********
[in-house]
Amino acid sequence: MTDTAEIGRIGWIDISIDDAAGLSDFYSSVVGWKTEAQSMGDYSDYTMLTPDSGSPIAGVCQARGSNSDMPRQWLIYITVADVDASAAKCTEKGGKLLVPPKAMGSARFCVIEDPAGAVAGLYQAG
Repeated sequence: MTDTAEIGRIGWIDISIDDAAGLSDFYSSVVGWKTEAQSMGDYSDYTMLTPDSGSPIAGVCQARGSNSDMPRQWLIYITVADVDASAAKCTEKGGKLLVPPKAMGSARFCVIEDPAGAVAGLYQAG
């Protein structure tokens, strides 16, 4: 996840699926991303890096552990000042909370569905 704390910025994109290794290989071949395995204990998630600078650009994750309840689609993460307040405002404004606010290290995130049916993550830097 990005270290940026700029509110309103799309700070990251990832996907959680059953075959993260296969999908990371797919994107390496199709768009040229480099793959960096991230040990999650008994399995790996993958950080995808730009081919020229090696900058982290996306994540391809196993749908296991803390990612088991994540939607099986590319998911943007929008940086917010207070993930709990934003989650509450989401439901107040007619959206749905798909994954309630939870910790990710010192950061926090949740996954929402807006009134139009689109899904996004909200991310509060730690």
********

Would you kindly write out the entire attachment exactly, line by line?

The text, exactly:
[in-house]
Amino acid sequence: MTDTAEIGRIGWIDISIDDAAGLSDFYSSVVGWKTEAQSMGDYSDYTMLTPDSGSPIAGVCQARGSNSDMPRQWLIYITVADVDASAAKCTEKGGKLLVPPKAMGSARFCVIEDPAGAVAGLYQAG
Repeated sequence: MTDTAEIGRIGWIDISIDDAAGLSDFYSSVVGWKTEAQSMGDYSDYTMLTPDSGSPIAGVCQARGSNSDMPRQWLIYITVADVDASAAKCTEKGGKLLVPPKAMGSARFCVIEDPAGAVAGLYQAG
């Protein structure tokens, strides 16, 4: 996840699926991303890096552990000042909370569905 704390910025994109290794290989071949395995204990998630600078650009994750309840689609993460307040405002404004606010290290995130049916993550830097 990005270290940026700029509110309103799309700070990251990832996907959680059953075959993260296969999908990371797919994107390496199709768009040229480099793959960096991230040990999650008994399995790996993958950080995808730009081919020229090696900058982290996306994540391809196993749908296991803390990612088991994540939607099986590319998911943007929008940086917010207070993930709990934003989650509450989401439901107040007619959206749905798909994954309630939870910790990710010192950061926090949740996954929402807006009134139009689109899904996004909200991310509060730690």